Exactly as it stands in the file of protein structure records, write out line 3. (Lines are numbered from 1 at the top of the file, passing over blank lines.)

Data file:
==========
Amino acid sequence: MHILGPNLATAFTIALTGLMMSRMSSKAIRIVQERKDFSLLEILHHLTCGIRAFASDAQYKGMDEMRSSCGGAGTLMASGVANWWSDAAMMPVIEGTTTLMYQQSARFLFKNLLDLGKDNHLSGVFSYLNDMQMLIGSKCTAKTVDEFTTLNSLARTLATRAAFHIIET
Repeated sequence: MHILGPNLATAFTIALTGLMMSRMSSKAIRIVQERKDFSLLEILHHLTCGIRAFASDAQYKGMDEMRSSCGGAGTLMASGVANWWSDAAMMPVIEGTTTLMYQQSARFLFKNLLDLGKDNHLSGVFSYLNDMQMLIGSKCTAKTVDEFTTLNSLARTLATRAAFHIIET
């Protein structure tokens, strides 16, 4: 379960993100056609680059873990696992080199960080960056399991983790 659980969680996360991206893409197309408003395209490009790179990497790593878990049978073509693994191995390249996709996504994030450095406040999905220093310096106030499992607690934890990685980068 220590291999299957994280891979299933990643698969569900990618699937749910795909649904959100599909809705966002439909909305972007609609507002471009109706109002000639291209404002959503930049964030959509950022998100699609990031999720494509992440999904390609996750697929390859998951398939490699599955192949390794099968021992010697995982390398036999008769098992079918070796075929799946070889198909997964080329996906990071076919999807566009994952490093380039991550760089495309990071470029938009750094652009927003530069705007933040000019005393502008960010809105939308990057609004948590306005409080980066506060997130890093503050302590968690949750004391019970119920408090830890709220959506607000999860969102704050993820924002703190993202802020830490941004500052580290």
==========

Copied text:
């Protein structure tokens, strides 16, 4: 379960993100056609680059873990696992080199960080960056399991983790 659980969680996360991206893409197309408003395209490009790179990497790593878990049978073509693994191995390249996709996504994030450095406040999905220093310096106030499992607690934890990685980068 220590291999299957994280891979299933990643698969569900990618699937749910795909649904959100599909809705966002439909909305972007609609507002471009109706109002000639291209404002959503930049964030959509950022998100699609990031999720494509992440999904390609996750697929390859998951398939490699599955192949390794099968021992010697995982390398036999008769098992079918070796075929799946070889198909997964080329996906990071076919999807566009994952490093380039991550760089495309990071470029938009750094652009927003530069705007933040000019005393502008960010809105939308990057609004948590306005409080980066506060997130890093503050302590968690949750004391019970119920408090830890709220959506607000999860969102704050993820924002703190993202802020830490941004500052580290």